Tuesday, July 19, 2011

Florida Supreme Court Rejects Retroactive Application Of Asbestos Act

In American Optical Corporation, Et Al. v. Daniel N. Williams, Et Al (SC08-1616 & SC08-1640), the Florida Supreme Court affirmed THIS opinion released by the Fourth District and held:
Based on the foregoing, we affirm the holding of the Fourth District in Williams v. American Optical Corp., 985 So. 2d 23 (Fla. 4th DCA 2008), that retroactive application of the [Florida Asbestos and Silica Compensation Fairness] Act to the Appellees, and other claimants who had accrued causes of action for asbestos-related disease pending on the effective date of the Act, is impermissible because it violates the due process clause of the Florida Constitution. We disapprove the decision of the Third District in DaimlerChrysler Corporation v. Hurst, 949 So. 2d 279 (Fla. 3d DCA 2007), to the extent it is inconsistent with this opinion.
After providing the facts, the Court stated:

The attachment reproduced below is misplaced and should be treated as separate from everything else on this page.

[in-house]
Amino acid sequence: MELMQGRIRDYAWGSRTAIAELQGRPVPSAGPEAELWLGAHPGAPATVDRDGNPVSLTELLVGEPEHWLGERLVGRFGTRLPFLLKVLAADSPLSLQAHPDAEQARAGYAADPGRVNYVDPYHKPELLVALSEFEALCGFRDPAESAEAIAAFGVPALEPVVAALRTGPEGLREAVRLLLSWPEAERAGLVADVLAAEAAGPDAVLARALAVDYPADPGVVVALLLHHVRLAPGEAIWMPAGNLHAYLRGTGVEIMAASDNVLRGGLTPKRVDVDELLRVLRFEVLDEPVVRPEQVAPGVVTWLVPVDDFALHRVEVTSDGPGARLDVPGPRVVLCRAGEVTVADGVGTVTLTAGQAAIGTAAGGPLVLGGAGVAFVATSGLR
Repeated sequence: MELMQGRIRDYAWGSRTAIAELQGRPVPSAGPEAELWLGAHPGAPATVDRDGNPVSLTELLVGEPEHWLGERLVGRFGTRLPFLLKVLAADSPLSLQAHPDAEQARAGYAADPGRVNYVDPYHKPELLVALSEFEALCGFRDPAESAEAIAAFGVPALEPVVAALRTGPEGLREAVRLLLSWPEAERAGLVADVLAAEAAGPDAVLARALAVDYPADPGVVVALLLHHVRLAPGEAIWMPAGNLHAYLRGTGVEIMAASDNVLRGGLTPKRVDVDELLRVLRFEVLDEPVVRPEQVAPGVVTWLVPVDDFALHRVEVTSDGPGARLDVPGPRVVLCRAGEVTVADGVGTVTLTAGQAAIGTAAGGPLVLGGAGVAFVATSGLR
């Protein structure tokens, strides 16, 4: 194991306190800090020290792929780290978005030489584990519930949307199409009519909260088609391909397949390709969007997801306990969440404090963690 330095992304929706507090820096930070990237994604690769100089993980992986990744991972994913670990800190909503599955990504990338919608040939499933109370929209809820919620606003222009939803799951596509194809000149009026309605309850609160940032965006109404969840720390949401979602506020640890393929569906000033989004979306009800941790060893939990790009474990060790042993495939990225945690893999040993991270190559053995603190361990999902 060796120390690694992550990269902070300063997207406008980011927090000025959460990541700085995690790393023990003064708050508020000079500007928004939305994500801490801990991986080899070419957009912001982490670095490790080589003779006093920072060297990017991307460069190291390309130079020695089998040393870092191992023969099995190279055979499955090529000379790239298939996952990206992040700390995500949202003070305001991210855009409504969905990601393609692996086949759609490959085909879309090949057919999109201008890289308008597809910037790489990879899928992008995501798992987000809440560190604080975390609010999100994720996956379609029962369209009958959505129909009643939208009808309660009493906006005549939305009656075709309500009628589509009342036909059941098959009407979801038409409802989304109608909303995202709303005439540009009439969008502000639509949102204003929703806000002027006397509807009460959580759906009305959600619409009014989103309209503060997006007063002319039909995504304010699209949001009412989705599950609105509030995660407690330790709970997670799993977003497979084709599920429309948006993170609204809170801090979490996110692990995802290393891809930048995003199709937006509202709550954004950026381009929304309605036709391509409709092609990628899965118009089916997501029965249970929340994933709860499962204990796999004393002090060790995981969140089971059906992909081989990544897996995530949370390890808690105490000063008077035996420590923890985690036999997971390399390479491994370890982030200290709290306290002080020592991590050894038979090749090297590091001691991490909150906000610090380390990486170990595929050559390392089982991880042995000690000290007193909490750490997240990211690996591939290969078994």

The parties strenuously debate whether the Appellees have a vested property interest in their right to pursue an action based on asbestos-related injuries. Having reviewed the parties‘ arguments and Florida common law, we conclude that the Appellees do indeed possess such a vested right.
Having determined that the Appellees have vested causes of action, we must next consider whether the Act may be applied retroactively to those causes of action. A two-part test is utilized to determine whether a statute may be applied retroactively:
First, the Court must ascertain whether the Legislature intended for the statute to apply retroactively. Second, if such an intent is clearly expressed, the Court must determine whether retroactive application would violate any constitutional principles....
The Act specifically provides that it is to apply to "any civil action asserting an asbestos claim in which trial has not commenced as of the effective date of this act."...As previously discussed this Court will not apply a statute retroactively if it "impairs vested rights, creates new obligations, or imposes new penalties."
In this case, the majority of the Court held that "Application of the Act to the Appellees does not merely impair their vested rights—it destroys them."

The briefs filed in the Florida Supreme Court can be viewed at the links below:

You can read an article about the decision in the Palm Beach Post [Florida Supreme Court rejects asbestos claim limit] and the Daily Business Review [Florida Supreme Court throws out 2005 asbestos law].


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